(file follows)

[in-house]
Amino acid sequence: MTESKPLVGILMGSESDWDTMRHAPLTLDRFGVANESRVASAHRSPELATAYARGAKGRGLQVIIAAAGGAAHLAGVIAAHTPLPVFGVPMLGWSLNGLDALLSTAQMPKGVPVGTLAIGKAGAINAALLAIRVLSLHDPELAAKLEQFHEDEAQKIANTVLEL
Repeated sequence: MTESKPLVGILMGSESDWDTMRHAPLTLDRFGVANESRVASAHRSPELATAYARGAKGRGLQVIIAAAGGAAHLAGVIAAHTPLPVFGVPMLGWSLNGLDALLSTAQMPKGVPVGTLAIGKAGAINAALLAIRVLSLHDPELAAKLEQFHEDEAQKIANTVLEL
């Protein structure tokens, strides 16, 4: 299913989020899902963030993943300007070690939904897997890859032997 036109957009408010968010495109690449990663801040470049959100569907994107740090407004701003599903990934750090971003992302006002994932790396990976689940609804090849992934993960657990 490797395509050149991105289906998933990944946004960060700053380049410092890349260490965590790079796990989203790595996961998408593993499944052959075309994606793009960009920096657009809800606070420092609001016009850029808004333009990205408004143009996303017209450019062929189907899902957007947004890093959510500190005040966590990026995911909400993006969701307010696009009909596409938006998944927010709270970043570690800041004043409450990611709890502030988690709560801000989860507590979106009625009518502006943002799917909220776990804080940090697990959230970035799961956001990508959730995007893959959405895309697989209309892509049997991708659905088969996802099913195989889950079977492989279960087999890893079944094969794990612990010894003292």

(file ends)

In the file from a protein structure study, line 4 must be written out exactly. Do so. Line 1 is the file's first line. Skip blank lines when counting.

């Protein structure tokens, strides 16, 4: 299913989020899902963030993943300007070690939904897997890859032997 036109957009408010968010495109690449990663801040470049959100569907994107740090407004701003599903990934750090971003992302006002994932790396990976689940609804090849992934993960657990 490797395509050149991105289906998933990944946004960060700053380049410092890349260490965590790079796990989203790595996961998408593993499944052959075309994606793009960009920096657009809800606070420092609001016009850029808004333009990205408004143009996303017209450019062929189907899902957007947004890093959510500190005040966590990026995911909400993006969701307010696009009909596409938006998944927010709270970043570690800041004043409450990611709890502030988690709560801000989860507590979106009625009518502006943002799917909220776990804080940090697990959230970035799961956001990508959730995007893959959405895309697989209309892509049997991708659905088969996802099913195989889950079977492989279960087999890893079944094969794990612990010894003292």